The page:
First of all, the phrase „I am in a spaceship travelling at close to the speed of light“ strictly speaking does not make sense. Why not? Because you cannot simply travel at close to the speed of light. You can only travel at close to the speed of light relative to something. In your case, the spaceship travels at close to the speed of light relative to the earth. On the other hand, the earth “travels” at close to the speed of light relative to your spaceship. The situation is symmetrical. This is crucial for understanding relativity.
Secondly, the phrase “time within my spaceship moves slower than that of another person on earth” does not make sense either. Why not? Because you are comparing apples and oranges. In order to compare the time passing on your watch with the time a person on earth sees on his watch passing you need to define simultaneous events you both agree upon that they happened at the same time (you need to agree upon the point in time you both need to take a look at your watches in order to compare your readings). This however, is not possible: According to relativity, you will not find agreement: Events which the person on earth sees as happening at the same time you will not consider as happening at the same time (provided that the events occur at different locations).
What you probably mean instead is the following: The time in your spaceship moves faster than the time on a clock located on earth as you observe it. Please note the difference: In the first case the person on earth checks the time on the clock on earth, in the second case you are watching the clock on earth from your spaceship. This makes a crucial difference.
Of course, when you observe the clock from your spaceship, you will receive the time from this clock only at a delay since moving at close to the speed of light your distance to the clock will increase (or decrease) rapidly and since nothing can travel faster than light the info about the time on this clock will not arrive at your spaceship faster than that. After you correct the incoming signals for this delay you will find that the the clock on earth moves slower than your clock.
On the other hand – the situation is symmetrical – the person on the earth will find out the same thing about your clock in the spaceship as he observes it: Also, this clock is moving slower relative to his clock.
How does this fit together? Isn’t this a contradiction? In one case, your clock is going slower, in the other the clock on earth? Again, you are comparing apples and oranges: Since you and the person on earth will never agree on the simultaneity of events when they happen at a distance, you cannot compare the readings of you and the person on earth directly.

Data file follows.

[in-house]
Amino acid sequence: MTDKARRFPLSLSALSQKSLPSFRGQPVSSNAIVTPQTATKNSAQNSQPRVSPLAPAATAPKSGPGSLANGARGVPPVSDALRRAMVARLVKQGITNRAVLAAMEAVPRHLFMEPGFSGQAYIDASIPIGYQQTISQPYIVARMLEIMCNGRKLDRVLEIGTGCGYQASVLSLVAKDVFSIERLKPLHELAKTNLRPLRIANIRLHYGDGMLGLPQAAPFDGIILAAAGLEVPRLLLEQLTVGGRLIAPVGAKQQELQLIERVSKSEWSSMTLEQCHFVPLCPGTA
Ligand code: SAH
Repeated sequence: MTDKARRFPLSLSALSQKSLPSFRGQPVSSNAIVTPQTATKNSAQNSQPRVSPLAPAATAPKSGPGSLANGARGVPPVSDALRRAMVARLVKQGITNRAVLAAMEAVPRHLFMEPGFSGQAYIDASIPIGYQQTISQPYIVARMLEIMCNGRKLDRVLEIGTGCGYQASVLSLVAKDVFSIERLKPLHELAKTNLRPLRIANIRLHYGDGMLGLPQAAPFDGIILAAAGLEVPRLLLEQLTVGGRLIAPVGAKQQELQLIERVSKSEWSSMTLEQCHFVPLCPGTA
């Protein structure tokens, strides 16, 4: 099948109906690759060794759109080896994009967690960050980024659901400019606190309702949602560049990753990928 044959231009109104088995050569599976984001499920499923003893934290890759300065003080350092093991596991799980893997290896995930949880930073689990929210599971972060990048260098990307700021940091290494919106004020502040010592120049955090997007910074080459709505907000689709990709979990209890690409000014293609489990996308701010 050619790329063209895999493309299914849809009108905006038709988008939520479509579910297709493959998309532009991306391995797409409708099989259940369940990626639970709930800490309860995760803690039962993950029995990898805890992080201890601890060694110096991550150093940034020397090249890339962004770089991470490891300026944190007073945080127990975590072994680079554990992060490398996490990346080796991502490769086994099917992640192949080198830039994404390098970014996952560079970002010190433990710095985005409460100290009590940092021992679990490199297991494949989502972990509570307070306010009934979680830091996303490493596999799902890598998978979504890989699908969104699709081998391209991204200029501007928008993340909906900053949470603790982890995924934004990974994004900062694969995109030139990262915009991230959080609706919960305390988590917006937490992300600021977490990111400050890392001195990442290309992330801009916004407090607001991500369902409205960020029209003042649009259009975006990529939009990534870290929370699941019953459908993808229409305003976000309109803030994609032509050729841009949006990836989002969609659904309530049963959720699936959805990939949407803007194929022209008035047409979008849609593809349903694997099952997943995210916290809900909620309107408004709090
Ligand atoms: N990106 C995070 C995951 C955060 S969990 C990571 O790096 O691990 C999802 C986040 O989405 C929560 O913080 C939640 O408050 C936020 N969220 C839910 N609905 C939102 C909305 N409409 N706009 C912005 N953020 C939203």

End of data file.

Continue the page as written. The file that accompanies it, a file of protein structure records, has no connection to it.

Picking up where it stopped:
But of course, you can return your spaceship, go back to earth and compare the clocks directly:
Guess you started from earth, made sure that your clock and the clock of the person on earth were synchronized. After that you travelled to a distant start and now you return, always travelling at close to the speed of light relative to the person on earth. After your return you will find out that on the clock on earth much more time has passed than on your clock. For the person on earth this sounds reasonable: He saw your clock running slower all the time during the trip. But you also saw his clock running slower all the time during the trip. Where did the extra time go that passed on the clock on earth? Where did you miss something?
As I said in order to read and compare the time you need to have a concept of simultaneity. You can define a consistent concept of simultaneity within your spaceship frame while you are travelling at constant speed: So you can compare your local time with the time you see on the clocks on earth. Likewise the person on earth can define for himself in his frame which is at rest relative to the earth a consistent concept of simultaneity. This concept, however, will not fit to your concept. The more far away from each other events occur the more you and the person on earth will disagree about the time difference between these events.
Now, at some point on your journey you need to return: you need to decelerate your spaceship and accelerate it in the opposite direction in order to be able to return to earth. During this period of deceleration and acceleration your concept of simultaneity “changes”. This involves events which happen far away from you (e.g. on earth). That means - during your deceleration period - an event on earth you regarded as simultaneous to your here and now you will not anymore regard as simultaneous a second later but as happening some time, maybe hours, days or even years ago depending on the distance and the strength of your deceleration. That, essentially, is were the “lost” time is going. And this is why the twin paradox at the end can be resolved.